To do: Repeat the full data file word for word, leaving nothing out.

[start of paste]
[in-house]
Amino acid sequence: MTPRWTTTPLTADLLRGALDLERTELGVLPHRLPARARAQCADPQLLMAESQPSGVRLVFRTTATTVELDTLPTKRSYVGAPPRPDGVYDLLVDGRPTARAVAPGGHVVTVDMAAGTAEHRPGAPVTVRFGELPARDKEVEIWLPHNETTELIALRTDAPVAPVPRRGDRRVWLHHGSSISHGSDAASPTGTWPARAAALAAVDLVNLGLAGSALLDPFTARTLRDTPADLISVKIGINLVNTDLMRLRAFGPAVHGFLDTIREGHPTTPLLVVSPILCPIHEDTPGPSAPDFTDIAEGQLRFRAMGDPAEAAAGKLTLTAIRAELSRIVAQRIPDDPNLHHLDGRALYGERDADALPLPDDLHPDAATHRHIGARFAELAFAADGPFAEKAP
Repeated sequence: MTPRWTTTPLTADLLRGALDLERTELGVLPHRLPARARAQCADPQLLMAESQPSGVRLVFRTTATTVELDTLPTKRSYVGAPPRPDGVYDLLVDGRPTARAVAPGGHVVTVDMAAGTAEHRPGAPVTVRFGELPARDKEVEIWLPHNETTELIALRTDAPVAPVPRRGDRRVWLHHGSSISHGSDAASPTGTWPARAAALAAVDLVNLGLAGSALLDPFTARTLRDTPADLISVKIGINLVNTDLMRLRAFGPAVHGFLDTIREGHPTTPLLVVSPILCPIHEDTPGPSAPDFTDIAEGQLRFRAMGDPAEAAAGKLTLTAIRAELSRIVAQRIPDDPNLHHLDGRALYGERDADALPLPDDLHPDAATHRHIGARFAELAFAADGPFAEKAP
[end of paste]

[in-house]
Amino acid sequence: MTPRWTTTPLTADLLRGALDLERTELGVLPHRLPARARAQCADPQLLMAESQPSGVRLVFRTTATTVELDTLPTKRSYVGAPPRPDGVYDLLVDGRPTARAVAPGGHVVTVDMAAGTAEHRPGAPVTVRFGELPARDKEVEIWLPHNETTELIALRTDAPVAPVPRRGDRRVWLHHGSSISHGSDAASPTGTWPARAAALAAVDLVNLGLAGSALLDPFTARTLRDTPADLISVKIGINLVNTDLMRLRAFGPAVHGFLDTIREGHPTTPLLVVSPILCPIHEDTPGPSAPDFTDIAEGQLRFRAMGDPAEAAAGKLTLTAIRAELSRIVAQRIPDDPNLHHLDGRALYGERDADALPLPDDLHPDAATHRHIGARFAELAFAADGPFAEKAP
Repeated sequence: MTPRWTTTPLTADLLRGALDLERTELGVLPHRLPARARAQCADPQLLMAESQPSGVRLVFRTTATTVELDTLPTKRSYVGAPPRPDGVYDLLVDGRPTARAVAPGGHVVTVDMAAGTAEHRPGAPVTVRFGELPARDKEVEIWLPHNETTELIALRTDAPVAPVPRRGDRRVWLHHGSSISHGSDAASPTGTWPARAAALAAVDLVNLGLAGSALLDPFTARTLRDTPADLISVKIGINLVNTDLMRLRAFGPAVHGFLDTIREGHPTTPLLVVSPILCPIHEDTPGPSAPDFTDIAEGQLRFRAMGDPAEAAAGKLTLTAIRAELSRIVAQRIPDDPNLHHLDGRALYGERDADALPLPDDLHPDAATHRHIGARFAELAFAADGPFAEKAP